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... If it only costs $1 more per day for all of your personal electricity usage to be green, clean energy...

i think this is how it works - if i switch my provider from hydro ottawa to bullfrog, the power still comes from hydro ottawa, but bullfrog gets some money to invest in cleaner technology. bullfrog is a re-seller from what i understand. they don't have any production or distribution capacity.

is that right?

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This is how it is described by their site:

"When you switch to Bullfrog Power, you continue to draw your power from the Ontario grid in the same way that you always have. You don’t need any special equipment or wiring and there is no change in the reliability of your service. We inject green power onto the Ontario grid to match the amount of power your home uses. You have the comfort of knowing that your electricity dollars are supporting clean, renewable power instead of polluting and carbon-intensive sources like coal."

I assumed that they were "injecting" the power and therefore producing it, or at least purchasing it from green sources.

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So I don't think I get it...

If it only costs $1 more per day for all of your personal electricity usage to be green, clean energy, why don't we make things like this mandatory and just charge for it?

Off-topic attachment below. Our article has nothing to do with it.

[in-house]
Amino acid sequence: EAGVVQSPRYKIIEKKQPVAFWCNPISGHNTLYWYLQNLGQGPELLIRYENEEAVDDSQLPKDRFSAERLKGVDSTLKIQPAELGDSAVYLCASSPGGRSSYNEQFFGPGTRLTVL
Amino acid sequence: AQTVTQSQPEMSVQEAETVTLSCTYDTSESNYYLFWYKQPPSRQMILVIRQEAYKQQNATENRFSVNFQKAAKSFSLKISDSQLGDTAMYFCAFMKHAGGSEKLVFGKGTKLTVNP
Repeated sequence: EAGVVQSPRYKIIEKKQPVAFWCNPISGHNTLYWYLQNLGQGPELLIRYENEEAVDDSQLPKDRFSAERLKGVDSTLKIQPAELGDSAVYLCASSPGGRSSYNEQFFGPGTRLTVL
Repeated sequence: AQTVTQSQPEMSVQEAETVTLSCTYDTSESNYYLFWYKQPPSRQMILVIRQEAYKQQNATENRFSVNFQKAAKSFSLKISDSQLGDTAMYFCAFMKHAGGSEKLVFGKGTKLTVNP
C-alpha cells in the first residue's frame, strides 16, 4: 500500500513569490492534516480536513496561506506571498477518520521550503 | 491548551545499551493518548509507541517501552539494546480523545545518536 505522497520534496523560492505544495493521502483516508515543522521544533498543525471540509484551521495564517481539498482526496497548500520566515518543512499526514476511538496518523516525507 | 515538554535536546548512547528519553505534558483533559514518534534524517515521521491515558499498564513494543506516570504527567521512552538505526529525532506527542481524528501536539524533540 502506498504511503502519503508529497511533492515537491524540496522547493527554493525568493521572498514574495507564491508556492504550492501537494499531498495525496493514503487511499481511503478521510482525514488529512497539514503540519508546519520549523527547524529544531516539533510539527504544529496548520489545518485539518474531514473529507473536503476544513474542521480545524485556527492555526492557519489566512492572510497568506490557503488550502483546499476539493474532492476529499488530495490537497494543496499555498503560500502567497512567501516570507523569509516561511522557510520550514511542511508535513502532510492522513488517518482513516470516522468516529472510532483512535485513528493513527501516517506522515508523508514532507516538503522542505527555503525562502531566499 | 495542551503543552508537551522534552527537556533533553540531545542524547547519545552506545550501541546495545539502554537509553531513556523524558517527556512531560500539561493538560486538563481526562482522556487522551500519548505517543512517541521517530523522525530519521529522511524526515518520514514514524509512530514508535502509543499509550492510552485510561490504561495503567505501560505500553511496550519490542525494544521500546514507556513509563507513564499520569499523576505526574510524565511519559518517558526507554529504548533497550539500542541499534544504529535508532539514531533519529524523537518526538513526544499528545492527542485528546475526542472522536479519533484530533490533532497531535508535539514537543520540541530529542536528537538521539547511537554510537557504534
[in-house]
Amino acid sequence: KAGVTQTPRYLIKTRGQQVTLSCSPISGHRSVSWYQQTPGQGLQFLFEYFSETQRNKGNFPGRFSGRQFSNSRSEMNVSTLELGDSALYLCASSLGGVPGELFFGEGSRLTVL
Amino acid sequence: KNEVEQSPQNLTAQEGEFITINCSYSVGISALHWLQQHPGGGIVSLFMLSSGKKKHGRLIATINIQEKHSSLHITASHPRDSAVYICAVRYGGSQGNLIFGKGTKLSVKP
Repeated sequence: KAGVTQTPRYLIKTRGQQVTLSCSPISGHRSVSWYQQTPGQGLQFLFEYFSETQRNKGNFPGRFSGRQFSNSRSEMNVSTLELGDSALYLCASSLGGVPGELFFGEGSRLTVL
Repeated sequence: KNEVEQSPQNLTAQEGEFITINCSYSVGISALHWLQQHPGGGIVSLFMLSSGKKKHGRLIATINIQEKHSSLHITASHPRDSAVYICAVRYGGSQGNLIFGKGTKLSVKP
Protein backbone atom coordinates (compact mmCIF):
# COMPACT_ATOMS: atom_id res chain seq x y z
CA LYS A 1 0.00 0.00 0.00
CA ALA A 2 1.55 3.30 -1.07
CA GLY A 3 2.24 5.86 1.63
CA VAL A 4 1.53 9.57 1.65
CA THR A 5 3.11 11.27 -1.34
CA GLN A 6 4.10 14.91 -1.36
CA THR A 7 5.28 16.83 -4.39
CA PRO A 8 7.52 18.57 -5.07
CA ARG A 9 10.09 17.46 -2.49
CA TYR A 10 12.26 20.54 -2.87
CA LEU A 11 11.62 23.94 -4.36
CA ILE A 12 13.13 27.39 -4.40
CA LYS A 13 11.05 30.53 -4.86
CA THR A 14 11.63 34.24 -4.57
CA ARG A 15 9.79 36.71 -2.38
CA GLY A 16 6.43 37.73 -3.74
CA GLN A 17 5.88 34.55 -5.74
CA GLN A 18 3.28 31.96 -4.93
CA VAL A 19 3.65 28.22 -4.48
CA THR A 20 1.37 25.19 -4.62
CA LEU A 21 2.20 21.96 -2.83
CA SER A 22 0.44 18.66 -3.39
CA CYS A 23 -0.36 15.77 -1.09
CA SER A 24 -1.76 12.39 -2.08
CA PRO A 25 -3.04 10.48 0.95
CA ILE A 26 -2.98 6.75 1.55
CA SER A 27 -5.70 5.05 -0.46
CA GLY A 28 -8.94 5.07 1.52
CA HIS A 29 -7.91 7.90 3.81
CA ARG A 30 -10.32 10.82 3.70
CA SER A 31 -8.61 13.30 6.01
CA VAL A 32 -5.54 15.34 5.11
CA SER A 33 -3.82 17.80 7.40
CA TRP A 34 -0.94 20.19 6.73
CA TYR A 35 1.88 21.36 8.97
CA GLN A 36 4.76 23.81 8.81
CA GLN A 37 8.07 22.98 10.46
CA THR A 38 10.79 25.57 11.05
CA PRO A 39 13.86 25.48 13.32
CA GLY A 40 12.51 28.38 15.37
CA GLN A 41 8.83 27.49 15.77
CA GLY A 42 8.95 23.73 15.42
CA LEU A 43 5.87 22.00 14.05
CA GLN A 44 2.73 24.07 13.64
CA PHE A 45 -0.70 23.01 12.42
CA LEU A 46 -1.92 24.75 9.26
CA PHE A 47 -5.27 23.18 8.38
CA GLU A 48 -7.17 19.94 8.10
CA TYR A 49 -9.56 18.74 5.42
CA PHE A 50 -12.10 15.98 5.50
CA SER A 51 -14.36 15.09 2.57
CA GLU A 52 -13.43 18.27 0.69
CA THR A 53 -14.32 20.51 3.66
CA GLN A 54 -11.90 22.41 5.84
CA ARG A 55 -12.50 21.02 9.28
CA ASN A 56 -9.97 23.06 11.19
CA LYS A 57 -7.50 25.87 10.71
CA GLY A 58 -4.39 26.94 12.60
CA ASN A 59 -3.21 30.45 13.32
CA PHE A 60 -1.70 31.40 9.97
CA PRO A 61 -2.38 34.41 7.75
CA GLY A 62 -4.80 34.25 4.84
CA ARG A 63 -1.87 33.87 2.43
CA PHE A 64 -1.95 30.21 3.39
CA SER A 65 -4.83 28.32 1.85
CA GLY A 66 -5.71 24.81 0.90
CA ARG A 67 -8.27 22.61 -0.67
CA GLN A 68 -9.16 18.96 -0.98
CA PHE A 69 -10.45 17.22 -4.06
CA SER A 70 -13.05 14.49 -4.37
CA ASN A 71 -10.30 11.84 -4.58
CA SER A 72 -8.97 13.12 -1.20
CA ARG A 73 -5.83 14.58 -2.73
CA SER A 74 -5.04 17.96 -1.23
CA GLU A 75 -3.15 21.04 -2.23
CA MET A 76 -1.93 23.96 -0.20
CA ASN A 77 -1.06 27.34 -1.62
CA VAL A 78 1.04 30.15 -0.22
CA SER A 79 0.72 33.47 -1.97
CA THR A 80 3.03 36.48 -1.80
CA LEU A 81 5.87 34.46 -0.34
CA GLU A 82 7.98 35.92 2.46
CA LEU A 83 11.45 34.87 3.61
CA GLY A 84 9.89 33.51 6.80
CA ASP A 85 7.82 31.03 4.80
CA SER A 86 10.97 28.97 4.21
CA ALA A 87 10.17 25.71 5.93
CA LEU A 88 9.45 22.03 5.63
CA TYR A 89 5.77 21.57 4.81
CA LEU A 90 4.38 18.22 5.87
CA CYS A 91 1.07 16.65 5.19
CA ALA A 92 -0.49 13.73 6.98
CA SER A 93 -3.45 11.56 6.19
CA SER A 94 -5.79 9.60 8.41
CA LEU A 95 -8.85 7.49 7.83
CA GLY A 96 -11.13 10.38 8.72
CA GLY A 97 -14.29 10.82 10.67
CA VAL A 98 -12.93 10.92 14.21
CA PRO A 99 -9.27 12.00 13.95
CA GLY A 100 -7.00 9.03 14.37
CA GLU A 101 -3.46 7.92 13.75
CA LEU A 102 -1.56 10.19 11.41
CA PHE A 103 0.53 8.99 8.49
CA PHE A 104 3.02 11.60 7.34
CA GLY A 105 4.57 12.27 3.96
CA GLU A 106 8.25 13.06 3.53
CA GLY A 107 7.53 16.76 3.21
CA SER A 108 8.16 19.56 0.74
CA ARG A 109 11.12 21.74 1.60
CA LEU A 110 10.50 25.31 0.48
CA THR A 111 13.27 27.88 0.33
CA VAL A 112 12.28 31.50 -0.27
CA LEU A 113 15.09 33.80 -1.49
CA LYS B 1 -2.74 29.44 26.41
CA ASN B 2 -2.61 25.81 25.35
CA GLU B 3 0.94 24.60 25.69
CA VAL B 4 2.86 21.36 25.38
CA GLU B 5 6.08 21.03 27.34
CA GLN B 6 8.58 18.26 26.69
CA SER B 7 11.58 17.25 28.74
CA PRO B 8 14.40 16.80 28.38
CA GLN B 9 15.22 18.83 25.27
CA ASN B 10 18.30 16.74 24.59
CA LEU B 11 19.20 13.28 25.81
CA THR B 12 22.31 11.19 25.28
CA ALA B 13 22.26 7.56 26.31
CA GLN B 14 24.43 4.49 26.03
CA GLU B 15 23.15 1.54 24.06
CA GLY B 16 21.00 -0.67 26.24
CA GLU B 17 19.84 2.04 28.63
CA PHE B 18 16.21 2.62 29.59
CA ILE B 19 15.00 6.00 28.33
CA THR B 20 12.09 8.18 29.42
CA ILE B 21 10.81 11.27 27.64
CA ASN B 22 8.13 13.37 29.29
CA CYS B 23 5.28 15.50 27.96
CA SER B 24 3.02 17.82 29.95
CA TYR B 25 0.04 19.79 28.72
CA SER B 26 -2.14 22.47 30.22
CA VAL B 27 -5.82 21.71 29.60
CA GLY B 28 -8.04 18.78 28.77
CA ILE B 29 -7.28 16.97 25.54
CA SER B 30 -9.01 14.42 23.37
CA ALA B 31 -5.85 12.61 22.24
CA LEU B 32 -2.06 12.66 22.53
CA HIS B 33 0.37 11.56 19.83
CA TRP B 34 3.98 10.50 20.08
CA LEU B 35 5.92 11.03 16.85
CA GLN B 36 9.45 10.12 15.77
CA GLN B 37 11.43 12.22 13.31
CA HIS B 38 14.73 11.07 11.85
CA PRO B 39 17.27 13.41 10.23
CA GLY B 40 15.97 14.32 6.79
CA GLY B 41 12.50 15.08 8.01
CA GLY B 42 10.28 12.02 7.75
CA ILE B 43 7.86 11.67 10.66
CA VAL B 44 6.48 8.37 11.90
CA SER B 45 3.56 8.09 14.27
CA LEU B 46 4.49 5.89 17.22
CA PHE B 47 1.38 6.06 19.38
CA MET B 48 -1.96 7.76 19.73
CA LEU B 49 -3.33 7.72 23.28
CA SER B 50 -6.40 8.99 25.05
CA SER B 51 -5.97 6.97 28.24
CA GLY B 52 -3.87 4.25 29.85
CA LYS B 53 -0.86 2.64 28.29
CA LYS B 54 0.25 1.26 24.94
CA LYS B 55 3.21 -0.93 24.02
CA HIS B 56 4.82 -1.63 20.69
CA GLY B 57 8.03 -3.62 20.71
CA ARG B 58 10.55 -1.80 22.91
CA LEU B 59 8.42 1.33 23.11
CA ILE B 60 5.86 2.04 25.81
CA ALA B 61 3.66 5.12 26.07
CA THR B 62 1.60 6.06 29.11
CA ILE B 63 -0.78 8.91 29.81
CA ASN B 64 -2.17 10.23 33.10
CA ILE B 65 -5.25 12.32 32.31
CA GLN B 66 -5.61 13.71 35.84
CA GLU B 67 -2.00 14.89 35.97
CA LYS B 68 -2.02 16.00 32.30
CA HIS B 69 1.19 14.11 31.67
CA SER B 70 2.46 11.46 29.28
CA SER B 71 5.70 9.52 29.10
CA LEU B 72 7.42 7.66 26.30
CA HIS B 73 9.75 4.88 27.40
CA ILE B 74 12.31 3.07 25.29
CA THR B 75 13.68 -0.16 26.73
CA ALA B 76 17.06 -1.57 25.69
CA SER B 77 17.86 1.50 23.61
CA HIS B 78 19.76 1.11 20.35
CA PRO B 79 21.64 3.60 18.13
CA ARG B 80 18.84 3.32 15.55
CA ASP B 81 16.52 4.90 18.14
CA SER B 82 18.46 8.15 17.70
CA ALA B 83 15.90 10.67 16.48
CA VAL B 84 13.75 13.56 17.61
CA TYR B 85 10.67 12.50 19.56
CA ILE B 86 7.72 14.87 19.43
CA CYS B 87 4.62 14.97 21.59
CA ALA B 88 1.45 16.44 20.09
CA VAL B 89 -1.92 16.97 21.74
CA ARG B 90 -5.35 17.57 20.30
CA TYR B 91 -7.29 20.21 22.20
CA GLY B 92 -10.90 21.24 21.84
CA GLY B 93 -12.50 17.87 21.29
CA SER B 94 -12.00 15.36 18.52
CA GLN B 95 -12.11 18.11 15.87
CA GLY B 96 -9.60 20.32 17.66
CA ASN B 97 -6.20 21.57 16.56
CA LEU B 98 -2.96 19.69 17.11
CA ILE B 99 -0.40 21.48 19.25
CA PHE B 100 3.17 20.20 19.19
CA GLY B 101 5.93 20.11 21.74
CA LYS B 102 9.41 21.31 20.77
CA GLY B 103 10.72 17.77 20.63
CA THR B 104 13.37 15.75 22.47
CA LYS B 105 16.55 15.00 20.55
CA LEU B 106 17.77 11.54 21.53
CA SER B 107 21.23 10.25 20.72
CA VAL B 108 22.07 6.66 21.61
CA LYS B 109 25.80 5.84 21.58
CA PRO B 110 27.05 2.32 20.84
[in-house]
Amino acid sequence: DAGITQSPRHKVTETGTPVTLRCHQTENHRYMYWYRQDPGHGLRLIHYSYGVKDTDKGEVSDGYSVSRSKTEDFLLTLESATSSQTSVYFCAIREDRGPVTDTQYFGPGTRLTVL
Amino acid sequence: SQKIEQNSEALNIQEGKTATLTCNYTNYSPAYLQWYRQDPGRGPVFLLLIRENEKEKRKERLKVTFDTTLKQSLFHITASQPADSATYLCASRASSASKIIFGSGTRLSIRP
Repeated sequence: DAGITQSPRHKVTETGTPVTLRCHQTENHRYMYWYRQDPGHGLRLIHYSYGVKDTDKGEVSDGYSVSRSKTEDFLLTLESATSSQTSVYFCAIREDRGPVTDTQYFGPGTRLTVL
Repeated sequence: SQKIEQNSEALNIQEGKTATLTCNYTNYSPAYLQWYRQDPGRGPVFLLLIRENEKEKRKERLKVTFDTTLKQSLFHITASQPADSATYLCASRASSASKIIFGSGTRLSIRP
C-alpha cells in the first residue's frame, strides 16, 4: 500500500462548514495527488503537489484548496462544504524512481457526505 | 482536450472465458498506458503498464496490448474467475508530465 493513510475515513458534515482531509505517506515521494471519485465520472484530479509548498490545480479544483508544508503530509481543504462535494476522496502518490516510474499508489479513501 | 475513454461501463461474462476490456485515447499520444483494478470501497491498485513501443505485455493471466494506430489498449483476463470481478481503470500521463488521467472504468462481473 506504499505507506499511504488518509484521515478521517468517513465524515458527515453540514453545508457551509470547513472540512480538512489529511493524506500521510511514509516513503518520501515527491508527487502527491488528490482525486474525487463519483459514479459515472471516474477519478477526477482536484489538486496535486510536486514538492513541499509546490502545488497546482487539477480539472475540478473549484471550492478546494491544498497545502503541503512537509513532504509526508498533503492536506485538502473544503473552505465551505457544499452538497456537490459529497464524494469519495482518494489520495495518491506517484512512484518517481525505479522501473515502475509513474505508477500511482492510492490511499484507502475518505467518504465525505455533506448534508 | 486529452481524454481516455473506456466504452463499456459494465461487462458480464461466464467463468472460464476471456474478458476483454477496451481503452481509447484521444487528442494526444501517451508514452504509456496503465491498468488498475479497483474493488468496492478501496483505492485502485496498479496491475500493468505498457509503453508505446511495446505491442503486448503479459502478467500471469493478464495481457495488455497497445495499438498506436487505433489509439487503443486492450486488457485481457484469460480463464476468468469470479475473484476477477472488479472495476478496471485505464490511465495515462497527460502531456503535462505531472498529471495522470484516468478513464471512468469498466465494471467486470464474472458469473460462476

Is it really for the money savings that we use other sources or would it be impossible for them to produce enough if everyone signed up for this concept?

Maybe I'm slow, but can someone explain why this is an option and not just 'the way it is'.

if it's possible to make hybrid cars that don't even have to be plugged in but get 80 km/litre***** and 70% less emissions, why aren't all cars hybrids such as these? Who knows, probably costs too much to switch over to newer technology. That and most people just don't care.

http://www.toyota.ca/cgi-bin/WebObjects/WWW.woa/10/wo/Home.Vehicles.Prius-8eaOzbKywNHbsFqeWgbVT0/5.11?fmg%2fprius%2fintro.html

***** See below, got the number wrong by quite a bit but who cares, my point is still quite valid

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It's all about what consumers want. Right now it's very expensive to make green energy. If enough people want it, the demand is high enough, then power companies will figure out how to make energy green (i.e. windmills on the coasts or the plains or something like that, who knows) but since not many people care, there's no point in making the investment. Same with cars. The prius is $34000 standard which isn't all that bad for the fact that you get the second least co2 emitting car in the world (the least co2 emitter is a 1.4 liter vw) and will save 50% on gas but no one really cares. If they did, they would invest the money to switch the factories over. Once all cars used the hybrid technology, it would be dirt cheap to produce. Same as power. They'd figure out some way to say put giant turbines deep in the ocean to use ocean currents to create immense amounts of power or something like that (damn the guy/gal that figures that one out and makes a tonne of money off it, it's my idea though I could never get it to work...).